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Not What It Was Supposed To Be by Kim Farleigh

Fiction between 300 and 1,000 words
Guidelines and Submission Form
I was eighteen and working on my Dad’s farm in Arkansas. Already some of my buddies had gone to Vietnam and I felt that I had to make a contribution. My father fought in Korea; it always made me proud looking at the photographs of him in uniform taken before he went to war.

I wanted to join the 101 Air Cavalry. My father was so proud of me when I got accepted; it was like becoming a part of history.

In Nam, we flew over a bridge near our base twice a day. A kid always waved to us from the bridge, his teeth bone-white in his brown face when he smiled. For weeks he waved and smiled. Often we asked, when we weren't flying over that bridge, “I wonder what Ho's up to now?”

We started dropping oranges down as we flew over him. He would run around, picking them up. If the oranges hit the river under the bridge, he'd go in after them and we'd laugh.

Someone was benefiting from our help. It was a fatherly feeling, like protecting a future.

One day, he was chained to a gun. I saw a flash. A GI slumped in the straps that held the guys in in tight turns. Blood slid around the floor. It looked like red paint. I wasn't expecting that colour. It was shinier than I'd ever seen it, like something artificial.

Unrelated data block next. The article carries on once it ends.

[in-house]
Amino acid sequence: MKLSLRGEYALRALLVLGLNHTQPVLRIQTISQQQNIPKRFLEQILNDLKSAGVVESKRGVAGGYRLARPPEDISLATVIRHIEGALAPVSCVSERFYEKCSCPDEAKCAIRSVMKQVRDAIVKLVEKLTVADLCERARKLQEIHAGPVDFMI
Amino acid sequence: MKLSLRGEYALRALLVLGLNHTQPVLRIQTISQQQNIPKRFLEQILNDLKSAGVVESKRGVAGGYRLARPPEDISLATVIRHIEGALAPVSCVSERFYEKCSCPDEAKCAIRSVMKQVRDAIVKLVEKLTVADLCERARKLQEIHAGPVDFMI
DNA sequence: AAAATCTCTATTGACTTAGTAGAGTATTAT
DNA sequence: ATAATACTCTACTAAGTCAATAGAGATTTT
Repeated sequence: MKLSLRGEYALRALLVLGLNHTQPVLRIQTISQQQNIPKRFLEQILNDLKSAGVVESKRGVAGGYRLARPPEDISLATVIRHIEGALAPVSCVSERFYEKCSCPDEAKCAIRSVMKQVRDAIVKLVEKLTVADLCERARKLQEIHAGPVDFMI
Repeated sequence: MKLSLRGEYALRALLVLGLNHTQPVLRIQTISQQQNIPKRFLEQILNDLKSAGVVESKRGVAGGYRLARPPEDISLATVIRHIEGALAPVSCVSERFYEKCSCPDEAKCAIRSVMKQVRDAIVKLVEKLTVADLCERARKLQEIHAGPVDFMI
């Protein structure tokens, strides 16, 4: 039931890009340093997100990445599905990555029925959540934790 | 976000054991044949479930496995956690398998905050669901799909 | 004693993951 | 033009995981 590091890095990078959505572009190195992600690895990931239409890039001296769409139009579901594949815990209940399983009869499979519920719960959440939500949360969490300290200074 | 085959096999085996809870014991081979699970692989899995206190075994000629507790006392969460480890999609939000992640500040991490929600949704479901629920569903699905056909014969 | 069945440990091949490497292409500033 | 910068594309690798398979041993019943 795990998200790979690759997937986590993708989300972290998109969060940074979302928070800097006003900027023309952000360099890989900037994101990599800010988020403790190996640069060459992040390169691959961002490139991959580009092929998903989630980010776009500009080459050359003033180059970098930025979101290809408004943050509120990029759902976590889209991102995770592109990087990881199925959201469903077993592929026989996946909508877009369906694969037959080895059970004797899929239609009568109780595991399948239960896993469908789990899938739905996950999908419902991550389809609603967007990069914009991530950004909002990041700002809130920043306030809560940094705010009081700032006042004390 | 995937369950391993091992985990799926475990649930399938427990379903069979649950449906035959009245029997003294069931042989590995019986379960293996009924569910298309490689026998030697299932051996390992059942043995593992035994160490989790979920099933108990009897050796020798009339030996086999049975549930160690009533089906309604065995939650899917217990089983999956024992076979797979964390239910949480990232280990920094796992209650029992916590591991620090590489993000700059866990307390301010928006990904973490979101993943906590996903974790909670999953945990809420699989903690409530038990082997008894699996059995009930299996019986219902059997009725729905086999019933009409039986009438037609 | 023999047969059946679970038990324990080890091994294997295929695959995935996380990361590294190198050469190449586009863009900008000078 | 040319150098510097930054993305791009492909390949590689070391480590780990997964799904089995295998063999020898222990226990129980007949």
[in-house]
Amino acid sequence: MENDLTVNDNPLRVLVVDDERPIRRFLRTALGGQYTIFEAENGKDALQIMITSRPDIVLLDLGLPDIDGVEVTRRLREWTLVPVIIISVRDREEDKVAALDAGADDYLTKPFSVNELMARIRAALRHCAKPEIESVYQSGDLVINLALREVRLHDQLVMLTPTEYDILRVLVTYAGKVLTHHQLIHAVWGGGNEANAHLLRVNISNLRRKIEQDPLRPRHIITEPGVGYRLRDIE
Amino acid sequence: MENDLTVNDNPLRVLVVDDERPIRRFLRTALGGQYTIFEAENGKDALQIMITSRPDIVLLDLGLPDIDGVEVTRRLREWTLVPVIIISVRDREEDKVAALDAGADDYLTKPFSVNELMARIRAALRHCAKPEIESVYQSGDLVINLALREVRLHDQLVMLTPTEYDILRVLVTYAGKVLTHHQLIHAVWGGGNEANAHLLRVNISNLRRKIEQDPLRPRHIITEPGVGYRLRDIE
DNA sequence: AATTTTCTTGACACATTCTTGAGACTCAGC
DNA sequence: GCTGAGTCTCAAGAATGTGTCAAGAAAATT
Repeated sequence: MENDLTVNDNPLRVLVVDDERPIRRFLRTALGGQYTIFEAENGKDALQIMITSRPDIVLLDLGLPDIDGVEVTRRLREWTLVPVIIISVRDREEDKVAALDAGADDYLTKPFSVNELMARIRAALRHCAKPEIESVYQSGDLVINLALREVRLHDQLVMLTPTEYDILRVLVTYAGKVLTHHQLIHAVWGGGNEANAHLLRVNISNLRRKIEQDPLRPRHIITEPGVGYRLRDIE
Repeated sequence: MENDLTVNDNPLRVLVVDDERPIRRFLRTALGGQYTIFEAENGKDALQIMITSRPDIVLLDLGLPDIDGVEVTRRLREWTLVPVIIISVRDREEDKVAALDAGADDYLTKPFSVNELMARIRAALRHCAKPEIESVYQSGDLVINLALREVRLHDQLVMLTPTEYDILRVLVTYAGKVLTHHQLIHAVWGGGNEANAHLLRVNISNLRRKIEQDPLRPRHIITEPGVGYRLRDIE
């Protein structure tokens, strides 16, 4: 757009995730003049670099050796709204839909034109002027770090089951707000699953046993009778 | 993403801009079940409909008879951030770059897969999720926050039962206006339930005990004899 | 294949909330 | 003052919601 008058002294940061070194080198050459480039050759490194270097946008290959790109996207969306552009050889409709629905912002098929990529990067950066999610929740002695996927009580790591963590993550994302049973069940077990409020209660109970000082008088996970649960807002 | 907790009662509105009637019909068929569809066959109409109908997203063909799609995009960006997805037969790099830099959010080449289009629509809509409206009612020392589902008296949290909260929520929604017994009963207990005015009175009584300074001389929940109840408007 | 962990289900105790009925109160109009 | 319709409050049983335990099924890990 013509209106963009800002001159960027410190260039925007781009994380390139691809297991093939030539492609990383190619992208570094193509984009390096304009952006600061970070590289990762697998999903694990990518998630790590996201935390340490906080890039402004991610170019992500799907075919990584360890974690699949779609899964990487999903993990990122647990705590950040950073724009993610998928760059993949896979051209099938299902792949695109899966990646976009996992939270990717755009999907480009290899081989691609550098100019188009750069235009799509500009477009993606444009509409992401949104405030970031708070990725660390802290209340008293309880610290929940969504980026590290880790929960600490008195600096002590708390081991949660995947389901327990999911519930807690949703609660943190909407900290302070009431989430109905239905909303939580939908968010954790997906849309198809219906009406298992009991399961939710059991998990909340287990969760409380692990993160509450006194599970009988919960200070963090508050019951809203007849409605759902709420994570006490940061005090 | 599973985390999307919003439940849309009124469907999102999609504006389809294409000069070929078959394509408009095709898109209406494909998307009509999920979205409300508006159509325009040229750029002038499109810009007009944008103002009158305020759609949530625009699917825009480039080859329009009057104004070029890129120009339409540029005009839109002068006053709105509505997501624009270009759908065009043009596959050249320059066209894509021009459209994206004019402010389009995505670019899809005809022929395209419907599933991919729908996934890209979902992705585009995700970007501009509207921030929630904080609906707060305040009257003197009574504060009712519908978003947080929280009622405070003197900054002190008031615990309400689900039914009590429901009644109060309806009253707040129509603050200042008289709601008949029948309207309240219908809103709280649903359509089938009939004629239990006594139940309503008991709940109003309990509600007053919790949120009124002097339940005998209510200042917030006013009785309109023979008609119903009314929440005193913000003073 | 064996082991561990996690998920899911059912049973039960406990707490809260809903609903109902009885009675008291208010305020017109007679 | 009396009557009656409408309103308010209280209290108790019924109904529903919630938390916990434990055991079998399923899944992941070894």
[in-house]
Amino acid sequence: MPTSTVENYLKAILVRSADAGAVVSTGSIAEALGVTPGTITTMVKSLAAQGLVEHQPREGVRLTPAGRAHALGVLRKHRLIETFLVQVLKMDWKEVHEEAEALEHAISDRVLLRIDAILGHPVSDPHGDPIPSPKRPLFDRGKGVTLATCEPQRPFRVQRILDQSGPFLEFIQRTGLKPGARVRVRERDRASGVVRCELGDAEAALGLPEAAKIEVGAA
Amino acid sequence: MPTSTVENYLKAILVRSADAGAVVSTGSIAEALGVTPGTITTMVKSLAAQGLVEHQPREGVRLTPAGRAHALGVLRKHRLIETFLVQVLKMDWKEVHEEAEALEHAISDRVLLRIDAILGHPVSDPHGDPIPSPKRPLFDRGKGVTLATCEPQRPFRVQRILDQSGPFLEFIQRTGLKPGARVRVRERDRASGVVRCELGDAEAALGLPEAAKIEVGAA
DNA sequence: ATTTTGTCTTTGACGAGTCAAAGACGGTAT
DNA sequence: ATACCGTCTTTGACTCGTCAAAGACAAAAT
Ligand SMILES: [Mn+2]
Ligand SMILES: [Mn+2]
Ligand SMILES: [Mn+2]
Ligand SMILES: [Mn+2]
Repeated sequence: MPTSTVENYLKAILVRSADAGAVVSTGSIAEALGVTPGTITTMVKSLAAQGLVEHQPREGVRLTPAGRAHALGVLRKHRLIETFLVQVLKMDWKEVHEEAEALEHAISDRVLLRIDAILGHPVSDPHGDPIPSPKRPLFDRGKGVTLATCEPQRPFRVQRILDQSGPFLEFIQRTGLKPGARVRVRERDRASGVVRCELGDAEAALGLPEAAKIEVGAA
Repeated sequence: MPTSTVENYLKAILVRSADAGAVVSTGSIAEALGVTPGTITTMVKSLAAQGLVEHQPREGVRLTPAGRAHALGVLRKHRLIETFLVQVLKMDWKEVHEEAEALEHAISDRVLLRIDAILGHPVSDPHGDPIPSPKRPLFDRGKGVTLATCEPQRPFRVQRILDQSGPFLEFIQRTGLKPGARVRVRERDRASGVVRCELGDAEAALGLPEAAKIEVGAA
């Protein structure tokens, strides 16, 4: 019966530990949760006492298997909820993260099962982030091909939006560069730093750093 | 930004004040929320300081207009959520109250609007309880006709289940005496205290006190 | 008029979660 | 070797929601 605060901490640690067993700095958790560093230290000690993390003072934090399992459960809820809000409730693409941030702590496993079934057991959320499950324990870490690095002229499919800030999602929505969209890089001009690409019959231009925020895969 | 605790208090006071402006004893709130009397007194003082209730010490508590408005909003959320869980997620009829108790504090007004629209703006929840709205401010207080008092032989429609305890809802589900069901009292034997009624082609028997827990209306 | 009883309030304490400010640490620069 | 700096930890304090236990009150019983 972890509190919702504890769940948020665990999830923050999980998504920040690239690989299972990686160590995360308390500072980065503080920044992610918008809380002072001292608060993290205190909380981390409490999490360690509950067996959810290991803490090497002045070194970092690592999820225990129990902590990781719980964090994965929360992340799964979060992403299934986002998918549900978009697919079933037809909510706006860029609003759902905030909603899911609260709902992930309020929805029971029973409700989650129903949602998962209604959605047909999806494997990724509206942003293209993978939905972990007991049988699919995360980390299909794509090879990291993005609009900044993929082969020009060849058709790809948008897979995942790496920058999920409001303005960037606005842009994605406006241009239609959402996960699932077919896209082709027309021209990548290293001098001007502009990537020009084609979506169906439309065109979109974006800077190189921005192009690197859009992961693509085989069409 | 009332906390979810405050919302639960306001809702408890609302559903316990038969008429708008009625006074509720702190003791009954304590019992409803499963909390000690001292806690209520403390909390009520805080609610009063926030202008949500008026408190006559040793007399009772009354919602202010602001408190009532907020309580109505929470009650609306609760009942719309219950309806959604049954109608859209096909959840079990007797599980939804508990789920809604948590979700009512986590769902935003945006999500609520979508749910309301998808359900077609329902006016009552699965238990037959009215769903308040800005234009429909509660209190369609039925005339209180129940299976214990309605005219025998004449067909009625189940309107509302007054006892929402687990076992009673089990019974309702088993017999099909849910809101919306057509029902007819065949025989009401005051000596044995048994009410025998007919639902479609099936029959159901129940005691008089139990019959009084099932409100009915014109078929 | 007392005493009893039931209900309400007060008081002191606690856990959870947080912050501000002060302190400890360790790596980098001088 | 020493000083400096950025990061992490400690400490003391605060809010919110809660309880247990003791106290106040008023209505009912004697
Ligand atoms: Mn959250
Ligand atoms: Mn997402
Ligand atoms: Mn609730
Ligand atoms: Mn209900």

The guy died instantly.

I machine-gunned that kid in half. I sliced that kid to bits. I thought: You can’t trust them! The same kid who’d waved to us for weeks! The same damn kid we’d thrown oranges down to! The same kid who'd smiled at us for weeks! We were fighting for assholes you can’t trust!

It wasn't what it was supposed to be. And people back home were angry or they just didn't care. But they didn't know real anger. Or terror. Or how it feels to blow a kid to pieces, and how you feel when you realise that that kid would have been shot anyway by someone on the ground if he hadn't pulled the trigger.

Remaining ignorant would have been a lot easier.

Kim has worked for aid agencies in three conflicts: Kosovo, Iraq and Palestine. He takes risks to get the experience required for writing.  50 different magazines have accepted his stories. He likes bullfighting, art, fine wine, food and architecture, which might explain why this Australian lives in Madrid. But he wouldn't say no to living in a chateaux in the French Alps.